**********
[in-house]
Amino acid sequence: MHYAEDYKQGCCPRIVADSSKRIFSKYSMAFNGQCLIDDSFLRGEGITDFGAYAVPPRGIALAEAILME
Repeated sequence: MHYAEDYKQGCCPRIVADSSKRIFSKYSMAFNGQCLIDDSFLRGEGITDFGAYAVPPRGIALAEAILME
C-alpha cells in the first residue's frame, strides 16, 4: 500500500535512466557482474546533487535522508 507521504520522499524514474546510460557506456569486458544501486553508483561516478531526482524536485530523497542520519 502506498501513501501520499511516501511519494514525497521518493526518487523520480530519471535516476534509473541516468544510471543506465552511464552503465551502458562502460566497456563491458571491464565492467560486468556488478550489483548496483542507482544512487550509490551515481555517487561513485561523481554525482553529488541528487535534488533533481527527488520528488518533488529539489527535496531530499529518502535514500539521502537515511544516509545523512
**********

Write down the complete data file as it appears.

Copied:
[in-house]
Amino acid sequence: MHYAEDYKQGCCPRIVADSSKRIFSKYSMAFNGQCLIDDSFLRGEGITDFGAYAVPPRGIALAEAILME
Repeated sequence: MHYAEDYKQGCCPRIVADSSKRIFSKYSMAFNGQCLIDDSFLRGEGITDFGAYAVPPRGIALAEAILME
C-alpha cells in the first residue's frame, strides 16, 4: 500500500535512466557482474546533487535522508 507521504520522499524514474546510460557506456569486458544501486553508483561516478531526482524536485530523497542520519 502506498501513501501520499511516501511519494514525497521518493526518487523520480530519471535516476534509473541516468544510471543506465552511464552503465551502458562502460566497456563491458571491464565492467560486468556488478550489483548496483542507482544512487550509490551515481555517487561513485561523481554525482553529488541528487535534488533533481527527488520528488518533488529539489527535496531530499529518502535514500539521502537515511544516509545523512